“Go fall in love with an Italian boy…”

Although the statement angered me no matter who said it, it had a different sting coming from my best friend, a sophomore in high school, in the form of a yearbook signature. At 15, whenever I told people about my upcoming move, they would respond with some variation of the aforementioned phrase. No matter how pure the intention, I was always offended that the best thing anyone could wish me was a man. No one told me to journal or take pictures; with this trip, the peanut gallery was set on the subject of men. Fall 2015 came and went and the only thing sparked in me boy-wise was more curiosity and confusion. I’ve heard that if heaven were in Europe, the lovers would be Italian, but I don’t think that a lover is what I needed in order to progress at 16.

Nearly two years went by, and while I tried to avoid any more “advice” by keeping my college plans quiet, rumors still spread. This time around, people advised me to search for an Italian husband. At 17, I don’t know if a husband is what I needed in order to progress.

After a few weeks and a few too many Ciao Bellas, my Italian professor asked us to use the verb for fear in a sentence.

“Io ho paura degli uomini.”

The class laughed but it was true; I was afraid of men. I was terrified of what they are capable of and terrified of what it could mean for me if I even made eye contact with any of them. Not only did I not fully understand the appeal, but I also saw no benefit in taking the risk. I couldn’t wrap my head around what compelled girls to be brave with these strange men they knew nothing about. I fully expected to come home to disappoint every woman living vicariously through me. I certainly wasn’t coming back with a husband. There was no way I could ever be interested enough in anyone to put my fear aside and search for whatever it is in Italian men that makes them a topic of conversation.

Then, all of the sudden, I could. I don’t know how much I believe in love at first sight but this is the closest thing I’d experienced. After a few seconds of eye contact, the world was clear to me. I’d never appreciated brown eyes as much as I did in that moment. Wow! The smile! Could that possibly be directed at me? It was! After years of hearing about the phenomenon of Italian men, I got why everyone pushed the narrative.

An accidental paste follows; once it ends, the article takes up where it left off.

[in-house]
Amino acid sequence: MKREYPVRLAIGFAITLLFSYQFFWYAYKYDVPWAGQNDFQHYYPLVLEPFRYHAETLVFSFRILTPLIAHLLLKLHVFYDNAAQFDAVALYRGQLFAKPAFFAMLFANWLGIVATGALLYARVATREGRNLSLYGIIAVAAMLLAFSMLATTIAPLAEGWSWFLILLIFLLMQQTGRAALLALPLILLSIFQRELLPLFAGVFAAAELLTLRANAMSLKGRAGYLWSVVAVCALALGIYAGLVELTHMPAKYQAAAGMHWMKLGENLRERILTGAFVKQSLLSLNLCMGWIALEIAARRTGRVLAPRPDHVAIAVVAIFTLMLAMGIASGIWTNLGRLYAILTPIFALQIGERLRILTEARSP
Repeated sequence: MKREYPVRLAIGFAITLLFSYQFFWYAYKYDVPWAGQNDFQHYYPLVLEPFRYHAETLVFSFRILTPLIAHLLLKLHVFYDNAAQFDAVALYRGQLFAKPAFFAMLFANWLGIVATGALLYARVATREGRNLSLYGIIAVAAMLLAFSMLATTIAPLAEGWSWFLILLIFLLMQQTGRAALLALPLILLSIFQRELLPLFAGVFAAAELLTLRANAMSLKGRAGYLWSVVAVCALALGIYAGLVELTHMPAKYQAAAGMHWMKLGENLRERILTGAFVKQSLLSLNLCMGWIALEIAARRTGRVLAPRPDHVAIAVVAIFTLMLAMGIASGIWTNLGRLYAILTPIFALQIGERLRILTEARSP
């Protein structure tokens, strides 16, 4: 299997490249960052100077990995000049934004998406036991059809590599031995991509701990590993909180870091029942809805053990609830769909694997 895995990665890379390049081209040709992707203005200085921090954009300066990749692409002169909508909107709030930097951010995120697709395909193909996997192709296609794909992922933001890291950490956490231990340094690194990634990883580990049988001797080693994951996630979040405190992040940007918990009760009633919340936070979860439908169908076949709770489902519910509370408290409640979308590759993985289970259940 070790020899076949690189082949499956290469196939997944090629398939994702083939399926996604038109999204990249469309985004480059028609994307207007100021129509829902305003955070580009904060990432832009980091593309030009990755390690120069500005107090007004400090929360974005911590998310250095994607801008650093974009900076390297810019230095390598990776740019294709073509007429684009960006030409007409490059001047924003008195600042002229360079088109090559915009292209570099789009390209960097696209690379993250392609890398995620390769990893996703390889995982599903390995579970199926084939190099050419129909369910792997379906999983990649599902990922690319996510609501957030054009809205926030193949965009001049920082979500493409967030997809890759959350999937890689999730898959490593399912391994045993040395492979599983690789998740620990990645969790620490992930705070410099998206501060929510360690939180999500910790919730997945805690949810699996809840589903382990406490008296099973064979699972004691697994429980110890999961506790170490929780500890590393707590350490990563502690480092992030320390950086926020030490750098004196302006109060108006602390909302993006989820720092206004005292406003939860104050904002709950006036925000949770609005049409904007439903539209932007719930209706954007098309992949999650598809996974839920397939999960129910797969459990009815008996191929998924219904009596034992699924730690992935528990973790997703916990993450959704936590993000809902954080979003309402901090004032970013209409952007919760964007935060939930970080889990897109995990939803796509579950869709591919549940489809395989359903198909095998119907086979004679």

In the midst of the first butterflies in my stomach of my adult life, I reminded myself of how I would act if I were home. Have all the tales of Italian men from the world around me brainwashed me into putting this one on a pedestal or does he, individually, deserve to be up there?

He’s just a person…

It’s fine…

I’m fine…

Until he talks to me! I laugh at his joke while it goes right over everyone else’s head. It MUST be a sign! Now I don’t think I would mind an Italian husband!

As I walk away, I ground myself again. It’s not his fault that the only piece of advice I was given was to spouse-search. He will likely go home to his girlfriend, wife, or mother and say nothing about me, whereas, for years to come, I will be relaying the story of the magic of Italian men to anyone who will listen.

I think back to my high school friend’s statement. She wrote: “Go fall in love with an Italian boy, but more importantly fall in love with yourself.” Nearly three years later, her statement truly comes into play for the first time. Upon deeper reflection, I realize the only reason I was able to have this experience is because of my recent perspective shift. I have come to love the little pieces of me that make me worthy of praise, but not dependent on it; the elements of my personality that make me feel like I’m someone with a unique perspective worth listening to. It is essential to think this way when deciding who will properly align with and compliment yourself.

“…But more importantly, fall in love with yourself,” — that is the objective. I will make sure to include it in my advice to anyone going to Italy. It’ll go something like this:

First fall in love with yourself. Only after that happens, take the opportunity to fall in love with an Italian boy, as it presents itself. It’s worth the risk, even if nothing comes of it.




Constantly failing the Bechdel test

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Baylie Raddon

Baylie Raddon

Constantly failing the Bechdel test

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